UPD officer shares personal story of overcoming harassment with students

Media Credit: UPD officer and GW graduate student Steve Gallucci told students about his experiences with harassment in D.C. as a gay man. He encouraged students to come forward if they face harassment, whether physical or verbal. Kiana Robertson | Hatchet Photographer

Kiana Robertson | Hatchet Photographer
UPD officer and GW graduate student Steve Gallucci told students about his experiences with harassment in D.C. as a member of the LGBT community. He encouraged students to come forward if they face harassment, whether physical or verbal. Kiana Robertson | Hatchet Photographer
Updated: Nov. 5, 2014 at 1:34 p.m.

This post was written by Hatchet reporter Esha Narola.

A campus police officer and member of the LGBT community encouraged students Wednesday to talk openly about hate crimes when he shared his personal experiences of facing harassment.

Since he joined the University Police Department three years ago, officer and GW graduate student Steve Gallucci said he has been harassed four times – though never on the job. Gallucci didn’t report any of the incidents, but said he came to regret those decisions and now shares his story because he wants to encourage others to come forward.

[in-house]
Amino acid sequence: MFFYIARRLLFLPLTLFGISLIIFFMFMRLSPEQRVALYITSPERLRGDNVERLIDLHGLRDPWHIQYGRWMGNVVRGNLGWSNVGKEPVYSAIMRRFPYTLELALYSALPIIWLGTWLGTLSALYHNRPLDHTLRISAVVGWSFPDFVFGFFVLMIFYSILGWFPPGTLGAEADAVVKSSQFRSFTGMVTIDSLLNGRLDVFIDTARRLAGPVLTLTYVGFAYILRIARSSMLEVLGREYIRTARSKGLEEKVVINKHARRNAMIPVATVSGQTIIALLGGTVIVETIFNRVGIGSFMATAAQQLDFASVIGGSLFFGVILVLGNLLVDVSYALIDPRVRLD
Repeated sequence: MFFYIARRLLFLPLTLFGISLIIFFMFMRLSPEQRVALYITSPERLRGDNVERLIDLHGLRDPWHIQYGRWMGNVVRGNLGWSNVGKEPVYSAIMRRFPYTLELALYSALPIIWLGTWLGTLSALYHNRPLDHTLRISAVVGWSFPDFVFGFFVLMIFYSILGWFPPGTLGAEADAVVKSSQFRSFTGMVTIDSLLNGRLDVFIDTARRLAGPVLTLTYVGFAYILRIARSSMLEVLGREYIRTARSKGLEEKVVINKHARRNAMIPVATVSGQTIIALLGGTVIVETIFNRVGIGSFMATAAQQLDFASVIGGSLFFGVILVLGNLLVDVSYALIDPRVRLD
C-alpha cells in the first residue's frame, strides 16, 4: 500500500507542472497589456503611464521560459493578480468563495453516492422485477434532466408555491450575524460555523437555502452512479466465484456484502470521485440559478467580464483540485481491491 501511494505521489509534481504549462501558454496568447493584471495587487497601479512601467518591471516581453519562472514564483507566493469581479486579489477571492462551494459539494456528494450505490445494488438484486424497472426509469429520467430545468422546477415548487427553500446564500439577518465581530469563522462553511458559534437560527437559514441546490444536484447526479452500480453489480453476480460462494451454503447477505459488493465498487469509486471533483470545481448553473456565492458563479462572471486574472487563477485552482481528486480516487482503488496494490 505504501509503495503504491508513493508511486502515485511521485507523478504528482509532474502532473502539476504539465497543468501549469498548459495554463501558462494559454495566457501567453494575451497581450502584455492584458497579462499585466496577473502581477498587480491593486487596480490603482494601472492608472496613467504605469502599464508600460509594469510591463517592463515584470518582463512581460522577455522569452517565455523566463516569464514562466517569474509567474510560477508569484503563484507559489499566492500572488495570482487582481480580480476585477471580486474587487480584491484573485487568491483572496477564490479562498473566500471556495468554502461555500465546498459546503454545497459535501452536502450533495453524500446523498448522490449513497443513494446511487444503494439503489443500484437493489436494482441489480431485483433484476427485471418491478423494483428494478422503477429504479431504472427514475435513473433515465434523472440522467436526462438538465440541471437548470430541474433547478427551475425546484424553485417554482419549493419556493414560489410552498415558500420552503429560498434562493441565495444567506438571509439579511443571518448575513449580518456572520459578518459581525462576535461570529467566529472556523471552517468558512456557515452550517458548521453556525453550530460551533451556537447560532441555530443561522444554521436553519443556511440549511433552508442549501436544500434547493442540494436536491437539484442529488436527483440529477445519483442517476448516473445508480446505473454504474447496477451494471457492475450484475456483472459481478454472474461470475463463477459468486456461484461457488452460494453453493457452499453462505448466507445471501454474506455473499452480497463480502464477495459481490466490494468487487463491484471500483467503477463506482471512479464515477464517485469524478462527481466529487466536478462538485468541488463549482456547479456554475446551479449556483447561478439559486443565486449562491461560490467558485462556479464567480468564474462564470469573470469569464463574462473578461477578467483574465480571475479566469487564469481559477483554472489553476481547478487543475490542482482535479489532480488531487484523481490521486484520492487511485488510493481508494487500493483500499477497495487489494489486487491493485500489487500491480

“I realized that by not reporting people like the ones who assaulted me, I was not being fair to you guys because they might do it again. You know, it is important that we all do our part in making D.C. a safer place to live,” Gallucci said to the room of about a dozen students.

The most recent time he said he was harassed, Gallucci was near a popular gay club, Town. He said that some men saw him and his friends walking on a crosswalk, started to yell gay slurs at them and then tried to attack them.

He said he hesitated to report such instances because he was never physically harmed, though now he said he thinks that was a mistake.

D.C. has the highest number of hate crimes that are gender-based or sexual-orientation-based in the country, Gallucci said. In 2012, there were 7.3 sexual-orientation-based hate crimes for every 100,000 people, compared to Memphis, the city with the second-highest number, which had 3.2 crimes for every 100,000 people.

Sexual harassment and sexual assaults are some of the most underreported crimes nationwide. Gallucci talked about the legal definition of a hate crime and the different types that exist. He said most sexual-orientation-based crimes are motivated by biases people have against the LGBT community.

He told the audience that hate crimes include verbal harassment, like the kind he experienced. Gallucci encouraged students to report any form of harassment, no matter how small it may appear.

Allied in Pride, the Association of Queer Women and Allies, the GW LGBT Resource Center and GW Students Against Sexual Assault sponsored the event.

“This city is a great place and GW is relatively safe, but it is important that students be reminded of the realities we face and know that we have resources to help each other out,” Allied in Pride President Rob Todaro said.

This post was updated to reflect the following correction:
The Hatchet incorrectly reported that officer Gallucci was gay. He prefers to be identified as a member of the LGBT community. We regret this error.

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